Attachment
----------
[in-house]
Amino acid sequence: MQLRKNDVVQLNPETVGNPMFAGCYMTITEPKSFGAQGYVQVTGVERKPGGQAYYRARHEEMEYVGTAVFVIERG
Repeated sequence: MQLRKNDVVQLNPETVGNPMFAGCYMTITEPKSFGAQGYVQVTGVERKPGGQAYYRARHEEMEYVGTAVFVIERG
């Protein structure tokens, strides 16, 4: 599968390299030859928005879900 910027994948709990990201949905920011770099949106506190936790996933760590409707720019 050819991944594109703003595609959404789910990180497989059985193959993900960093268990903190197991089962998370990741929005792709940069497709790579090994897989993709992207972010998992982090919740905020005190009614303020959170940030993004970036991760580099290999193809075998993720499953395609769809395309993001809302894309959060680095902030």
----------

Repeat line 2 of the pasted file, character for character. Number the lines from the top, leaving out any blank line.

Amino acid sequence: MQLRKNDVVQLNPETVGNPMFAGCYMTITEPKSFGAQGYVQVTGVERKPGGQAYYRARHEEMEYVGTAVFVIERG